Ofer: Old English word for border or edge
As I have mentioned here before, I have been working on a book project for some time. A book about a walk – a sort of pagan pilgrimage – made across England and Wales, from Great Yarmouth to Aberystwyth. A book that you might find filed under Travel/Memoir in all good bookshops… well, once I find a publisher that is. Anyway, the book is nearly complete and to give a taste I will not post text but instead a series of photographs taken during the last stretch of my journey across central Wales.
Converted into stark monochrome by the wonders of Photoshop, these might be considered to be embedded images that have been temporarily exiled from their place in the narrative. They depict scenes from the road (or track, or footpath) between the Welsh border (Kerry Pole) to the Irish Sea (Aberystwyth). I have also juxtaposed a few apposite quotes but am working on the assumption that each picture paints a thousand words. So, here are 17,000 words on Wales. Or, if you prefer, 17 stories.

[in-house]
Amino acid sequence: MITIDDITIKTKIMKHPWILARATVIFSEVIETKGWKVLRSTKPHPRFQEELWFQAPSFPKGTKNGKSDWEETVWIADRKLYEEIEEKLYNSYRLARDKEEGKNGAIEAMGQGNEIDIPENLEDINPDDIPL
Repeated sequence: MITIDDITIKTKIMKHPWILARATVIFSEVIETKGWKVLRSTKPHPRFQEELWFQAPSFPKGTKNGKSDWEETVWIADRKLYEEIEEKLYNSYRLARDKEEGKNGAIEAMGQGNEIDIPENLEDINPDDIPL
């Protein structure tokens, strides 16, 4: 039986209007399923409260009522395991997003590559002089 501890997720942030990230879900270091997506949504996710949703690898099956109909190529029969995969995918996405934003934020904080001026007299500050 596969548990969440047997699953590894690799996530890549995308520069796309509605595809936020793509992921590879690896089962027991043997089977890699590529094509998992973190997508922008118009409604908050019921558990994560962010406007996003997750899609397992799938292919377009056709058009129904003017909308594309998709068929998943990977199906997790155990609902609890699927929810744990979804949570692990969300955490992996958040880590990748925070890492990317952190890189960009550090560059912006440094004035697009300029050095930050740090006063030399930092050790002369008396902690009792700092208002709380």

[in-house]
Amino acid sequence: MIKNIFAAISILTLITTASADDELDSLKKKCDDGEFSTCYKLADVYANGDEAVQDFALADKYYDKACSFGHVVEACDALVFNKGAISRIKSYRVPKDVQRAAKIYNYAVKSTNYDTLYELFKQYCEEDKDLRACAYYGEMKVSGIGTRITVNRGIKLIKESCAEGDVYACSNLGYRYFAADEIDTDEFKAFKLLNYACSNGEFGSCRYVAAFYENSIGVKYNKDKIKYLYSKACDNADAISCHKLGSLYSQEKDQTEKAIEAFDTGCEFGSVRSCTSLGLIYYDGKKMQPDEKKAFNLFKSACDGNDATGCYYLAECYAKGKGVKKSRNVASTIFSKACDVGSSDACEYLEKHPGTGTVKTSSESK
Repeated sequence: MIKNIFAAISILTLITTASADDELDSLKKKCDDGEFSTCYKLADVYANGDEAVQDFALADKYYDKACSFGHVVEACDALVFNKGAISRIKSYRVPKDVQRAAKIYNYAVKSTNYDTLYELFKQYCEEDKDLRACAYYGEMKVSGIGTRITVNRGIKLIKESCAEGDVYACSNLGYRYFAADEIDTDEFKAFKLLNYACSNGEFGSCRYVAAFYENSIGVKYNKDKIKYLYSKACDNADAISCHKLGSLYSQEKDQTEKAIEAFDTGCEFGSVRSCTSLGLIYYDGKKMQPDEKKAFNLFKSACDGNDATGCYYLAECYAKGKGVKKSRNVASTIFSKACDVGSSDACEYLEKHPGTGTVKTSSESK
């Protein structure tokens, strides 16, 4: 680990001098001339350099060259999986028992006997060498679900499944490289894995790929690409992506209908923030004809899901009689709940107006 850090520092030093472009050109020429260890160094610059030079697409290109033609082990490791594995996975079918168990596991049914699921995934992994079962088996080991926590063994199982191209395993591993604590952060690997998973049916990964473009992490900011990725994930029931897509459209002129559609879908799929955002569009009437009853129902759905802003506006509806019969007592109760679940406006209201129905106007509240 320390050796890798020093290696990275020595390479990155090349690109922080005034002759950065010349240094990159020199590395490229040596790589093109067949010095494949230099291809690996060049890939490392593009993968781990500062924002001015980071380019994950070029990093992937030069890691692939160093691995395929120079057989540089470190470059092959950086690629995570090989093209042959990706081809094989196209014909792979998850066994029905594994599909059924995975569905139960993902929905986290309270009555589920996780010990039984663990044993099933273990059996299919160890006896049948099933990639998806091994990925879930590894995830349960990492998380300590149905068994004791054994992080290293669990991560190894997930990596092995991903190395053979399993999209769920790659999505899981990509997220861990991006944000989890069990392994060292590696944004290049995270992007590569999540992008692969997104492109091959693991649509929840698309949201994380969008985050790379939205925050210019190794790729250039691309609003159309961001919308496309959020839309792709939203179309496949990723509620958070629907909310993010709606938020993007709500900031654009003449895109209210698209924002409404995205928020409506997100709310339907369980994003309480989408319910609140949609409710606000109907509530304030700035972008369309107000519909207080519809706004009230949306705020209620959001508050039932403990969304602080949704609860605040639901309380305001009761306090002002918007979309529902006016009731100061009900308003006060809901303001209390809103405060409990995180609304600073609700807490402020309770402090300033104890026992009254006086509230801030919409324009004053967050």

You cannot live in the present. At least not in Wales
R S Thomas Welsh Landscape
Llanidloes to Llangurig
Where was it he was born, Ianto? Llanidloes, was it? Nah, Llangurig. Well that area anyway. Inland like. Farms and mountains, fuck all else. That’s all there is yer, just farms and mountains.
Niall Griffiths Sheepshagger
Llangurig – Powys to Ceredigion
Hush, not a word. When we’ve finished milking And the stars go quiet, we’ll get out the car And go to Llangurig
R S Thomas Border Blues
ystwyth (Welsh) adjective: supple, flexible, pliable
The cure for anything is salt water: sweat, tears or the sea.
Isak Dinesen Seven Gothic Tales